La Rocco says she got her start because of a lack of value and literacy around dance: “You can say well here’s a smart young kid who has no experience, we’ll throw her in, whereas you wouldn’t say, you don’t know about politics, but hey you’re twenty, let’s have you be the political correspondent.” This lack of cultural literacy around dance also allowed her to get to know and own her personal tastes: “At first I was going to the more traditional houses: City Center, Lincoln Center, The Joyce, the usual circuit. I just thought I don’t like dance, or I must not understand it because if I understood it I would like these shows. Then I stumbled into DTW one night, and that was a game changer. I started writing more and more about ‘weird’ stuff that to me didn’t seem weird. It seemed smart and layered and akin to how I think about the world.”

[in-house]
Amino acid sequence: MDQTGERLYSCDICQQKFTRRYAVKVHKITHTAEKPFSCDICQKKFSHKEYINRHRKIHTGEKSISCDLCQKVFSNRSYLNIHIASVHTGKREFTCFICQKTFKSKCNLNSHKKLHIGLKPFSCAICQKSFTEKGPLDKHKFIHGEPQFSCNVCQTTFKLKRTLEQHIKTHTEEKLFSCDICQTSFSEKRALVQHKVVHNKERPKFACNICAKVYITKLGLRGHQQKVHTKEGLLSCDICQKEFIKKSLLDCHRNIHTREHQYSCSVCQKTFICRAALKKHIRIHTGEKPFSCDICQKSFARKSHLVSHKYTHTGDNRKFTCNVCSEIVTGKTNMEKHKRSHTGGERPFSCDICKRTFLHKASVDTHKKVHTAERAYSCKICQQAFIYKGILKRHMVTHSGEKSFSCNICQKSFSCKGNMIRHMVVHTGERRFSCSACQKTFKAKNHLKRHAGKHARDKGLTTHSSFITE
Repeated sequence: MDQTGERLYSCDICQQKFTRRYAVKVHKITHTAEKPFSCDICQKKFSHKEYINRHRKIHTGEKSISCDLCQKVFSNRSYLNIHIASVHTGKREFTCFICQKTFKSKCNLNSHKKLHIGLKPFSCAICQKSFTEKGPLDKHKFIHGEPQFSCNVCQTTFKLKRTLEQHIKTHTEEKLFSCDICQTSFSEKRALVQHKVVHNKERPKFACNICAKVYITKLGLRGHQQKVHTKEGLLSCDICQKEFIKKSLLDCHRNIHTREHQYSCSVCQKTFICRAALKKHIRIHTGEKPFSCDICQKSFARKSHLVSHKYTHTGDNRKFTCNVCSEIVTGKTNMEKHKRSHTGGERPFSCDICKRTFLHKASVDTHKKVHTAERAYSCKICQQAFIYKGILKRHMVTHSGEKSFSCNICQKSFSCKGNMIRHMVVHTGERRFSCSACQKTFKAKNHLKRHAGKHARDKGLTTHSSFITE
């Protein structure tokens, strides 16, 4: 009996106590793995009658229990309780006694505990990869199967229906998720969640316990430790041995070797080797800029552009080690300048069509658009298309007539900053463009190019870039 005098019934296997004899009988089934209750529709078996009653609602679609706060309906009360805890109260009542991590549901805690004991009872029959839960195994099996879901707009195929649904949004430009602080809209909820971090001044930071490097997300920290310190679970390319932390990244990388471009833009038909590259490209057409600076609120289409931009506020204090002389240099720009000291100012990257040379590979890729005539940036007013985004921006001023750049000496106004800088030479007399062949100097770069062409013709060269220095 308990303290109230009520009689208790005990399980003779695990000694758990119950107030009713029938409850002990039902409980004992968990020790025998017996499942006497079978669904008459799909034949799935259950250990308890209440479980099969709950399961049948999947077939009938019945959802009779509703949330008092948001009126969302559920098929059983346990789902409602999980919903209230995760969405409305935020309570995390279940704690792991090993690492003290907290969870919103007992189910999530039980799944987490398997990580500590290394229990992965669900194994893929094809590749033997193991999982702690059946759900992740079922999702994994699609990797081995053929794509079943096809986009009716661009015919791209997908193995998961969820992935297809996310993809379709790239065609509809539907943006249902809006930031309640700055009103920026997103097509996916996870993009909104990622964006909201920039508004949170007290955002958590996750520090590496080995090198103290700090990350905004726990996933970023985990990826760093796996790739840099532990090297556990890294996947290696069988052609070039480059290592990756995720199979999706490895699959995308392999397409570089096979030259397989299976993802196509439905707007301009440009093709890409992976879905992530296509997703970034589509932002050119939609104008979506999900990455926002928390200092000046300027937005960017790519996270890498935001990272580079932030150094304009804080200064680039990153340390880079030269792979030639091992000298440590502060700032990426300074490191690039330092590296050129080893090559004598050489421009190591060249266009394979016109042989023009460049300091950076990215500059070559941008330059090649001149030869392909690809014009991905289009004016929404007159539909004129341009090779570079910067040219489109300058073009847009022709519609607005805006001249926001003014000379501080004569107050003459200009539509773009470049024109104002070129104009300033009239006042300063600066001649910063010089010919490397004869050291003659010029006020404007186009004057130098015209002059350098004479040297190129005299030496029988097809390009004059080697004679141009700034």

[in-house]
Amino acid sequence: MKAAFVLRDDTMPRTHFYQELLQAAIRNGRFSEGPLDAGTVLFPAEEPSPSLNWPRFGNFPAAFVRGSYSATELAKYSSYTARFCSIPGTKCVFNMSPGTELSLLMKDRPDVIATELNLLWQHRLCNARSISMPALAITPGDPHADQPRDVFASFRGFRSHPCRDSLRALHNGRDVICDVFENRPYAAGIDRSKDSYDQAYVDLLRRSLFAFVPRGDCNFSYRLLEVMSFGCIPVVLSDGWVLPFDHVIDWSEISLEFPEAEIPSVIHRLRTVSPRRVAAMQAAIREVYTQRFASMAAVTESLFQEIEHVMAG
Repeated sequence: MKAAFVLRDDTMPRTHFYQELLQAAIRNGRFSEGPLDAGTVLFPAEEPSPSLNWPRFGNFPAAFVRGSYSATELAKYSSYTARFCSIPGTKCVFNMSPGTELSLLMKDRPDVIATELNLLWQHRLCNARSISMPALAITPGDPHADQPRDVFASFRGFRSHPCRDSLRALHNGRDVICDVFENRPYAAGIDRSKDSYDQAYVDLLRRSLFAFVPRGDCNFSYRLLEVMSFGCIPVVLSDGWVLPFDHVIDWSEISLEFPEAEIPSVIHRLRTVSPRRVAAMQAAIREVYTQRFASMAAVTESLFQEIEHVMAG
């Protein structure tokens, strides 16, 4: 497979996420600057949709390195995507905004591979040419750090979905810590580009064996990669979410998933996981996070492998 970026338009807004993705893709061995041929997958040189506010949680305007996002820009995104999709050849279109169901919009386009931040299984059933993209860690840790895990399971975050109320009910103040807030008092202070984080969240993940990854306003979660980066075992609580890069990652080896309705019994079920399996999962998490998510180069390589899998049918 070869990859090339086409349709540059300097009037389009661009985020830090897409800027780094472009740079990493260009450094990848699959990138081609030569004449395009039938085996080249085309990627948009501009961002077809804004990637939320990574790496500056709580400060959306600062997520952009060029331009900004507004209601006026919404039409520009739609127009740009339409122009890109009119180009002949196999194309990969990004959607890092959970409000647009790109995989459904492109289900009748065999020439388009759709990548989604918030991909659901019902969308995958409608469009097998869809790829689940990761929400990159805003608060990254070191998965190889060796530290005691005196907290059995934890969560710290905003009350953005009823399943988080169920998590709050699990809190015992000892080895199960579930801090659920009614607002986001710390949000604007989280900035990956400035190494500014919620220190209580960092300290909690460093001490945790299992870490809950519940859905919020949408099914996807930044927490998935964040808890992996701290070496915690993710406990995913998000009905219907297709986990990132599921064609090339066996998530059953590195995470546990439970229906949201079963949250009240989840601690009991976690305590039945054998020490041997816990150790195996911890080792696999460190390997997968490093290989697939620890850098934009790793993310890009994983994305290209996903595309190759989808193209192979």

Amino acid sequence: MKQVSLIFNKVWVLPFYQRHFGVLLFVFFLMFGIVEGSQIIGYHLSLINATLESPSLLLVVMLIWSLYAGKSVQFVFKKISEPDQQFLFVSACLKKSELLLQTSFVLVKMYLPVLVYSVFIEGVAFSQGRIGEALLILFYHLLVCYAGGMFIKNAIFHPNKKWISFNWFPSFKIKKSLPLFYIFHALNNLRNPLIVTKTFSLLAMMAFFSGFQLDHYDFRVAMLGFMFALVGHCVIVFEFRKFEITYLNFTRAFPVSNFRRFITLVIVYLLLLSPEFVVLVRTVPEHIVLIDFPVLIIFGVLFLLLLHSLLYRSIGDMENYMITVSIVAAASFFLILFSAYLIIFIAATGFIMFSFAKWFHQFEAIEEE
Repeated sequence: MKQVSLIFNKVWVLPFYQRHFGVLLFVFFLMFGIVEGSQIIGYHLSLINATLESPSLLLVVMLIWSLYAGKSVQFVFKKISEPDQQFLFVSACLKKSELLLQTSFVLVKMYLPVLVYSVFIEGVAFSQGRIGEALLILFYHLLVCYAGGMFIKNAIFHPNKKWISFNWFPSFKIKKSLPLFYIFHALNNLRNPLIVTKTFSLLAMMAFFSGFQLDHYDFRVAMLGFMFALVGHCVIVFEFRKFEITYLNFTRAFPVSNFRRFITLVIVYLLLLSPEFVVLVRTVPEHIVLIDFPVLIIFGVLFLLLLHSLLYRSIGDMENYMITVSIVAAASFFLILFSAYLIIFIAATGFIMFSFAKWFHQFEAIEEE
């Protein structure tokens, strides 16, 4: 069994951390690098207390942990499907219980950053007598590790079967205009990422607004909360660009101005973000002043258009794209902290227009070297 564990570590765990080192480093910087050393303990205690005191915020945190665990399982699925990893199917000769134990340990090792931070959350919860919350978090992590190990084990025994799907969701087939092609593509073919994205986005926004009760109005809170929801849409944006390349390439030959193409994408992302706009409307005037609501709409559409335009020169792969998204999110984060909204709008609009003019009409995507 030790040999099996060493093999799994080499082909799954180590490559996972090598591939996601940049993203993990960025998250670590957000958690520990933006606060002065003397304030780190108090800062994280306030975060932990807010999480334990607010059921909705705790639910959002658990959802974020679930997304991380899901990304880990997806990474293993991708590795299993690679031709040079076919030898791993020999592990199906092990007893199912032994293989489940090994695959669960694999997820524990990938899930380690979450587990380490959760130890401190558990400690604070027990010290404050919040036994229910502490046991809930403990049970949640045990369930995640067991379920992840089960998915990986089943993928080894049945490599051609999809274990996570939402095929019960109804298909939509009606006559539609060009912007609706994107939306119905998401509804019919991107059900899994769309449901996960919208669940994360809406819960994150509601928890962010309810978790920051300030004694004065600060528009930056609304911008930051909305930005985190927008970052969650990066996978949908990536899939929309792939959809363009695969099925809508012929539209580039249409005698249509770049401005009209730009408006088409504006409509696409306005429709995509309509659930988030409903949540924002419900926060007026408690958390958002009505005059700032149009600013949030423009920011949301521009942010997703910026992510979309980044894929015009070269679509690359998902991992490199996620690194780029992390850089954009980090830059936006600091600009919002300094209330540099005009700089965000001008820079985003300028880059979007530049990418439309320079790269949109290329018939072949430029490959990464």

La Rocco became a stringer for The New York Times in 2005, where she wrote about dance until 2013, leaving the newspaper for good two years later: “I stopped writing for The Times about dance because at that point I had been doing it for 10 years as a daily critic, in that treadmill of you see 5-7 shows a week, you write about 2-5 shows a week. I began to feel like I was overly intimate with and exhausted by the form of the 300- to 900-word overnight review. And I just didn’t think I could say something else within that form about Sleeping Beauty or about Revelations. If you’re a Times critic you have to survey the field and it’s no good to walk into something and be bored. It’s not good for the readers, it’s not good for the writers, it’s certainly not good for the art form.”